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\author{A~A~Balinsky\thanks{e-mail: balin@leeor.technion.ac.il} \ and
Yu~M~Burman\thanks{e-mail: mat9304@technion.technion.ac.il}\\[0.3cm]
{\small Department of Mathematics}\\
{\small Technion --- Israel institute of Technology}\\
{\small 32000 Haifa, ISRAEL.}}
\title{Quadratic Poisson brackets compatible with an algebra structure}
\date{}
\newcommand \Mat {\mathop{\rm Mat\,}}
\newcommand \Symm {\mathop{\rm Symm\,}}
\newcommand \Skew {\mathop{\rm Skew\,}}
\newcommand \SU {\mathop{\rm SU\,}}
\newcommand \Aut {\mathop{\rm Aut\,}}
\renewcommand \thesubsection {\arabic{subsection}}
\begin{document}
\maketitle
\begin{abstract}
Quadratic Poisson brackets on a vector space equipped with a bilinear
multiplication are studied. A notion of a bracket compatible with the
multiplication is introduced and an effective criterion of such
compatibility is given. Among compatible brackets, a subclass of
coboundary brackets is described, and such brackets are enumerated in a
number of examples.
\end{abstract}
\subsection*{Introduction}
Investigation of many specific physical systems leads to a problem of
quantization of Poisson brackets on spaces equipped with additional
structures.
Quantum algebras, or q-deformed algebras, have been
useful in the investigation of many physical problems.
The most studied case is when this
structure in a Lie group structure, this leads to a celebrated quantum
groups theory (see \cite{D}).
As a matter of fact, the research in q-groups was indeed
originated from physical problems.
The interest in q-groups and q-deformed algebras
arose almost simultaneously in
statistical mechanics as well as in conformal field theories,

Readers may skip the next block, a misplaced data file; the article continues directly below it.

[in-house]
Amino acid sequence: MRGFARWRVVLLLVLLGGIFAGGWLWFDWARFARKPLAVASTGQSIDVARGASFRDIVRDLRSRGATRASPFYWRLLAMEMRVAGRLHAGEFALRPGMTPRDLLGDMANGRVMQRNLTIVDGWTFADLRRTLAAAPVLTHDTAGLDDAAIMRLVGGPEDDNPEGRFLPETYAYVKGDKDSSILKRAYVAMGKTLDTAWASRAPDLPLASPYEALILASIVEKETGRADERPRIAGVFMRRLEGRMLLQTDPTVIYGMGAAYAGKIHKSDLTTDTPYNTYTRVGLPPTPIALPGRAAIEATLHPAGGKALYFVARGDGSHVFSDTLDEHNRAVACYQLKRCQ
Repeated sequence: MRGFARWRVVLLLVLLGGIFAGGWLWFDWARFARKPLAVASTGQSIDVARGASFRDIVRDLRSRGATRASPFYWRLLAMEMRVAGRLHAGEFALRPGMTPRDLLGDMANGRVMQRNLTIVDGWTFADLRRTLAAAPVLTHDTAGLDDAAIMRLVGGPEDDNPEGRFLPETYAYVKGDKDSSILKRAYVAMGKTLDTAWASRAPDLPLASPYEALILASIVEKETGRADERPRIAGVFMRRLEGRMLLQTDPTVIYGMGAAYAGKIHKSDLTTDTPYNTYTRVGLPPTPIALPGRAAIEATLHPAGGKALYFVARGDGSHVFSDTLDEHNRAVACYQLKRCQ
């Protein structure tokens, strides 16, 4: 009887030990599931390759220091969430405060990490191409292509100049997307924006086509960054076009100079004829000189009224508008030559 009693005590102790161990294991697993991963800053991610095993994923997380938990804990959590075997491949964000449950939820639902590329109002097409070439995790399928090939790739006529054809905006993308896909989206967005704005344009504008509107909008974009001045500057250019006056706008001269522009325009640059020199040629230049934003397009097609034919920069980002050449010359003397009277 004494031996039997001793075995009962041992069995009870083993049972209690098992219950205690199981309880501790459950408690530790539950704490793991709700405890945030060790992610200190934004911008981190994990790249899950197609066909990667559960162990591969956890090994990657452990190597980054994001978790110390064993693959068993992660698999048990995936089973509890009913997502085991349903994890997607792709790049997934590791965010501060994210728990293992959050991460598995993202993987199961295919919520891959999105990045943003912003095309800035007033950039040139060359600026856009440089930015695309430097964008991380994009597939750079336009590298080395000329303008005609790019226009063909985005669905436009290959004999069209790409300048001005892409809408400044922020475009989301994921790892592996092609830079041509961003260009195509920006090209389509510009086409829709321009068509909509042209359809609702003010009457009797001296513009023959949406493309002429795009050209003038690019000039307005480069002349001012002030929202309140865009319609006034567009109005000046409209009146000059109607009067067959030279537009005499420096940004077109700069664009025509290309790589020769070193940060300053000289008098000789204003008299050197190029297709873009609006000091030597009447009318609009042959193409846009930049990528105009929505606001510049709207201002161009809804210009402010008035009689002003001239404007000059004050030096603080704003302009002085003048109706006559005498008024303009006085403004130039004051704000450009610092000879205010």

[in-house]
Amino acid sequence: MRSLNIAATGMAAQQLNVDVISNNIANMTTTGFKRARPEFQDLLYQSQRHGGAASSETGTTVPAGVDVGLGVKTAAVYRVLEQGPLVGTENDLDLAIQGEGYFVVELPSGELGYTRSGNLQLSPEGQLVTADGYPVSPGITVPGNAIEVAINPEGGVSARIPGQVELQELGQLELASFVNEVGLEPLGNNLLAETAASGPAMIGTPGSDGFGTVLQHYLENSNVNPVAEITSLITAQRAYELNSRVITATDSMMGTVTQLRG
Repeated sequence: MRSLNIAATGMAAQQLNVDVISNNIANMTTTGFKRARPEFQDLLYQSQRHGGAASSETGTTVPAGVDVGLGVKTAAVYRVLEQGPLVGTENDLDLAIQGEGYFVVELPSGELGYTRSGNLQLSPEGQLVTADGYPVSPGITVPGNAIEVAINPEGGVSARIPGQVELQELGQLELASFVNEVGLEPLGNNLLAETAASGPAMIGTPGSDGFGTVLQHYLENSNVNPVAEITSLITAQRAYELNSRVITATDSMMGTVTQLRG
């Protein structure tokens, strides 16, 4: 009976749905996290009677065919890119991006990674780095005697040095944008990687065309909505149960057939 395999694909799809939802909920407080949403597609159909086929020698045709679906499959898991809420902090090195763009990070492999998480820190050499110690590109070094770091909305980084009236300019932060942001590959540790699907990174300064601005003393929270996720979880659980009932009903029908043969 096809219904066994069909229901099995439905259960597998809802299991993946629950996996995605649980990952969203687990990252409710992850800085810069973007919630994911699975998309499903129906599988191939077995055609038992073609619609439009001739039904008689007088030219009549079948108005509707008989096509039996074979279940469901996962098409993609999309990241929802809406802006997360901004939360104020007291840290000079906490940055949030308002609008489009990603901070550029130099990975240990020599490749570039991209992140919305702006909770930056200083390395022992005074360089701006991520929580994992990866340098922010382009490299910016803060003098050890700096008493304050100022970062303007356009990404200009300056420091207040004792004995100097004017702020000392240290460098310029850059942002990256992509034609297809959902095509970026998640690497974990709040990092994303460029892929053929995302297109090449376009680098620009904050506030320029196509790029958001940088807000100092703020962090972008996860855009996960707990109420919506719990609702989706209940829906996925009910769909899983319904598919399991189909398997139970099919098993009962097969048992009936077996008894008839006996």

in solid state physics as well as in the study of topologically
non-trivial solutions of nonlinear equations.
As usual, Poisson bracket $\{\cdot,\cdot\}$ is understood as a Lie algebra
structure on the space of smooth functions $C^\infty(M)$ satisfying the
Leibnitz identity $\{fg,h\} = f\{g,h\} + \{f,h\}g$. If Jacobi identity is
not required one speaks about pre-Poisson brackets. A mapping $F:M_1 \to
M_2$ of two manifolds equipped with Poisson brackets $\{\cdot,\cdot\}_1$
and $\{\cdot,\cdot\}_2$, respectively, is called {\em Poisson} if
%*
\begin{displaymath}
\{f\circ F,g \circ F\}_1 = \{f,g\}_2 \circ F.
\end{displaymath}
%*
In other words, a canonical mapping $F^*: C^\infty(M_2) \to C^\infty(M_1)$
is a Lie algebra homomorphism.
Let $M$ be a smooth manifold, and $*$ be a multiplication, i.e. a mapping
$M \times M \to M$. This immediately gives rise to a co-multiplication
(diagonal) $\Delta: C(M) \to C(M) \otimes C(M)$ on the algebra $C(M)$ of
functions on $M$ (with the pointwise multiplication). Namely,
%*
\begin{displaymath}
\Delta(f)(x,y) = f(x * y)
\end{displaymath}
%*
where $C(M \times M)$ is identified with $C(M) \otimes C(M)$. As it is
well-known, algebra $C(M)$ is responsible for the topological structure of
$M$ while a diagonal $\Delta$ reflects a multiplication structure.
A Poisson bracket is said to be compatible with this multiplication if
$* \colon M \times M \to M$ is a Poisson mapping where $M \times M$ is
equipped with a product Poisson bracket. In other words, the following
identity should be satisfied:
%*
\begin{equation}\label{DiagComp}
\Delta(\{f,g\}) = \{\Delta(f),\Delta(g)\}
\end{equation}
%*
where
%*
\begin{displaymath}
\{p \otimes q, r \otimes s\} \bydef \{p,r\} \otimes qs + pr \otimes \{q,s\}.
\end{displaymath}
%*
In particular, a bracket on a vector space compatible with addition
structure is exactly a Berezin--Lie one, i.e. a linear bracket (speaking about
linear, quadratic, etc., brackets we will always mean that a bracket of two
{\em linear} functions is linear, quadratic, etc., respectively).
The next-simplest case is quadratic Poisson brackets (see \cite{Skl}).
Such a bracket may be compatible only with a bilinear operation on the
vector space, i.e. with an algebra structure. One of the most important
cases, that of a full matrix algebra $\Mat(n,K)$ where $K = \Real$ or
$\Complex$, was investigated in detail in a series of works by
B~Kupershmidt \cite{Ku1,Ku2,Ku3}. He also studied conditions under which a
determinant (regarded as a function on $\Mat(n,K)$) is central.
In this paper a general description of Poisson brackets compatible with a
given algebra structure is given. A case of quaternion algebra is given a
special consideration. All the compatible brackets are enumerated, and a
explicitly described are brackets for which a norm is central.
Quantization of Poisson brackets compatible with algebra structures, as well
as their connection with quantum group theory is a subject of a forthcoming